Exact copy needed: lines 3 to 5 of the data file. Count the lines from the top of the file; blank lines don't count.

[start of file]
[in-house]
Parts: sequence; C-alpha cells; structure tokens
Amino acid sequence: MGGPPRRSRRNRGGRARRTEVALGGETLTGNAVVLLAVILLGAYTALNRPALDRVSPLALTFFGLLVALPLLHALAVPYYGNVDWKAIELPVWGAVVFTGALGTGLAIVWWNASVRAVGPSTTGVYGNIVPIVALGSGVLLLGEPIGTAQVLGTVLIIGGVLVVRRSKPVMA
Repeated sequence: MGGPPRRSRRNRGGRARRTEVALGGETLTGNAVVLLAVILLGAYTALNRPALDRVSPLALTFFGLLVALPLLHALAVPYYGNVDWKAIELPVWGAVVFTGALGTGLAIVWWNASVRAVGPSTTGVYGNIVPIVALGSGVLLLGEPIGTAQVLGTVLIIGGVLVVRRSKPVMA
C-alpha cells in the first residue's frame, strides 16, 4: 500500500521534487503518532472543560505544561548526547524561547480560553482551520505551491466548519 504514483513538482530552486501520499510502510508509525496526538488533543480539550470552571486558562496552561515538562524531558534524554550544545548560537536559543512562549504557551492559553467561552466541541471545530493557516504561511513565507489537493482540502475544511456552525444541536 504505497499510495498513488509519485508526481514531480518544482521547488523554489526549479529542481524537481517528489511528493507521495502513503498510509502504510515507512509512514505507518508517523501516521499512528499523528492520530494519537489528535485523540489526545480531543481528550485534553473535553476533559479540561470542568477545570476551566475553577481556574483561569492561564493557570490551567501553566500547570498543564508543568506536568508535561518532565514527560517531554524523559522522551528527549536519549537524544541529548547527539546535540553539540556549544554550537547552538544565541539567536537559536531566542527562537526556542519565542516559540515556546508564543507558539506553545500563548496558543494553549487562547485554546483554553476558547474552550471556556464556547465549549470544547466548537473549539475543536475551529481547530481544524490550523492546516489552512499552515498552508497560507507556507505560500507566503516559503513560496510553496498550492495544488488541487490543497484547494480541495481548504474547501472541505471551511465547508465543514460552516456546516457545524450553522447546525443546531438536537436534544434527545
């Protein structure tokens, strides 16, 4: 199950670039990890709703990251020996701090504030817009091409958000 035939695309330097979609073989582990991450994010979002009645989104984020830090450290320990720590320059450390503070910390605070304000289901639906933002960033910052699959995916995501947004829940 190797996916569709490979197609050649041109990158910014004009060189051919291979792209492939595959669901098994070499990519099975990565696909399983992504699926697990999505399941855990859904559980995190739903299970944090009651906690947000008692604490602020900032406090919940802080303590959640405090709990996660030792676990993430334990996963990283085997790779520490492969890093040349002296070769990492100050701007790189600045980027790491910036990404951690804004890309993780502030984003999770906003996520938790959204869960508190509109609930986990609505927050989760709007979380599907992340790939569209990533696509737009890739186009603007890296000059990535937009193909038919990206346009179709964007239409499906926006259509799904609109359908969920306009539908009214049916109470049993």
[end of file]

Amino acid sequence: MGGPPRRSRRNRGGRARRTEVALGGETLTGNAVVLLAVILLGAYTALNRPALDRVSPLALTFFGLLVALPLLHALAVPYYGNVDWKAIELPVWGAVVFTGALGTGLAIVWWNASVRAVGPSTTGVYGNIVPIVALGSGVLLLGEPIGTAQVLGTVLIIGGVLVVRRSKPVMA
Repeated sequence: MGGPPRRSRRNRGGRARRTEVALGGETLTGNAVVLLAVILLGAYTALNRPALDRVSPLALTFFGLLVALPLLHALAVPYYGNVDWKAIELPVWGAVVFTGALGTGLAIVWWNASVRAVGPSTTGVYGNIVPIVALGSGVLLLGEPIGTAQVLGTVLIIGGVLVVRRSKPVMA
C-alpha cells in the first residue's frame, strides 16, 4: 500500500521534487503518532472543560505544561548526547524561547480560553482551520505551491466548519 504514483513538482530552486501520499510502510508509525496526538488533543480539550470552571486558562496552561515538562524531558534524554550544545548560537536559543512562549504557551492559553467561552466541541471545530493557516504561511513565507489537493482540502475544511456552525444541536 504505497499510495498513488509519485508526481514531480518544482521547488523554489526549479529542481524537481517528489511528493507521495502513503498510509502504510515507512509512514505507518508517523501516521499512528499523528492520530494519537489528535485523540489526545480531543481528550485534553473535553476533559479540561470542568477545570476551566475553577481556574483561569492561564493557570490551567501553566500547570498543564508543568506536568508535561518532565514527560517531554524523559522522551528527549536519549537524544541529548547527539546535540553539540556549544554550537547552538544565541539567536537559536531566542527562537526556542519565542516559540515556546508564543507558539506553545500563548496558543494553549487562547485554546483554553476558547474552550471556556464556547465549549470544547466548537473549539475543536475551529481547530481544524490550523492546516489552512499552515498552508497560507507556507505560500507566503516559503513560496510553496498550492495544488488541487490543497484547494480541495481548504474547501472541505471551511465547508465543514460552516456546516457545524450553522447546525443546531438536537436534544434527545